Angels

Learning About Angels

hark-the-angels

We will enjoy looking at the paintings of angels in Hark! The Herald Angels Sing in our class.

Prayer to All Angels

All you holy angels and archangels,
thrones and dominations,
principalities and powers,
the virtues of Heaven,
cherubim and seraphim,
praise the Lord forever.

Amen.

Advent is a wonderful time to think and learn about angels, as we prepare for the Nativity. The angel, Gabriel, has come earlier to give momentous news to Mary and then the angel of the Lord comes to Joseph in a dream. Angels attend the birth of Christ in the Nativity. We have both choirs of angels, and hosts of angels attending to the Holy Family. An angel warns Joseph that he must take Mary and Baby Jesus and flee from Herod’s reach. In our homes, as we decorate Christmas trees, many of us have an angel at the top of our trees.

The children and I learn about angels together, in our classroom. We know that angels are pure spirits created by God. We still need to work on the groups of angels and their hierarchy. Most all of the students know the “Guardian Angel Prayer” at this point. The list below will add new ideas and information for us to discuss in class and at home.

Nine Choirs of Angels

This is in order, from greatest to least:
*Seraphim (“…were stationed above; each of them had six wings: with two they covered their faces, with two they covered their feet, and with two they hovered.b”)
*Cherubim ( “…manlike in appearance and double-winged and were guardians of God’s glory.”)
*Thrones
*Dominions
*Virtues
*Powers
*Principalities
*Archangels
*Angels

Source for List: Faith & Life Parish Catechist Manual * Page 19

The other day I wondered: “If angels don’t have gender, why do they all have male names.” This is what I learned:

Angels’ names translated to English (and assumably other modern languages) are common names. However, in the language of the people of the Bible, the names of angels are more like titles. For example, Emmanuel (God is with us), Rafael (Healed of God), Michael (Who is like God?), Gabriel (Man of God)  all end in the letters, “el.” This is a reference to God.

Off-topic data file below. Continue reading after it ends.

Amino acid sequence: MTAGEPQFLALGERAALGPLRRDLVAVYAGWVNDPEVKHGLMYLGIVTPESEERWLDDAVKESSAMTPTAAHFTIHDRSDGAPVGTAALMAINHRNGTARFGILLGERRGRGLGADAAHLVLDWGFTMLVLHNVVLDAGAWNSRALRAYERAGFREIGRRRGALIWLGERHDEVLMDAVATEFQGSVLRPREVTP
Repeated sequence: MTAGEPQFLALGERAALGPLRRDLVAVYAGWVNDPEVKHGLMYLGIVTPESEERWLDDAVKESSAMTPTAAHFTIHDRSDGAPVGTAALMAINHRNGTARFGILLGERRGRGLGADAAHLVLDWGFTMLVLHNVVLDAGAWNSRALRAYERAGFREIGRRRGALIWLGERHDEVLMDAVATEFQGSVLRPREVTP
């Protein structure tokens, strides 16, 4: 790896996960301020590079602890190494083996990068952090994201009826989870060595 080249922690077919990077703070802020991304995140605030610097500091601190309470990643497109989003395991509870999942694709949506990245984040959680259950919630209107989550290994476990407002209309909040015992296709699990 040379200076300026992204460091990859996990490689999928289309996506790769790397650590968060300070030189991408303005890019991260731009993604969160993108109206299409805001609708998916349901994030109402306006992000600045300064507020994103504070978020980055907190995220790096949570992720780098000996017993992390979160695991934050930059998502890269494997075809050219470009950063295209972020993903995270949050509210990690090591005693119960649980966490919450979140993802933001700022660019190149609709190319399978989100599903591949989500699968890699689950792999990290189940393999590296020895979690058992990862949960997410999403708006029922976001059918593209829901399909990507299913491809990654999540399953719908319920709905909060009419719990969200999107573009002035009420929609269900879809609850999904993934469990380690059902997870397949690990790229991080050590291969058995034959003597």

We learn about angels from scripture, which we “accept and venerate.” As a teacher, I want to share the wonder of “The Mystery of Faith.” It is beautiful to see the children, who have a great capacity to develop their spiritual lives, process concepts that are new and abstract–such as angels. I love the beautiful paintings of angels with glorious wings, feathers and all. The images help us to feel awe for the spiritual messengers of God–who is also a pure spirit. We’ll keep learning together.

Pope Francis lovingly answers a young boy’s question about angel wings:

Question: “Dear Pope Francis, My mum is in Heaven. Will she grow angel wings?” From Luca

Answer: Dear Luca, No, no, no! Your mom is in heaven–beautiful, splendid and full of light. She hasn’t grown wings. She is still your mom, the person you know, but she is more radiant than ever.”

dear-pope-francis

From Dear Pope Francis The Pope Answers Letters from Children Around the World (pages 40-41)

Be Inspired Through Glorious Music

“Angels We Have Heard on High”

“Panis Angelicus”

Panis Angelicus Means “Angelic Bread”

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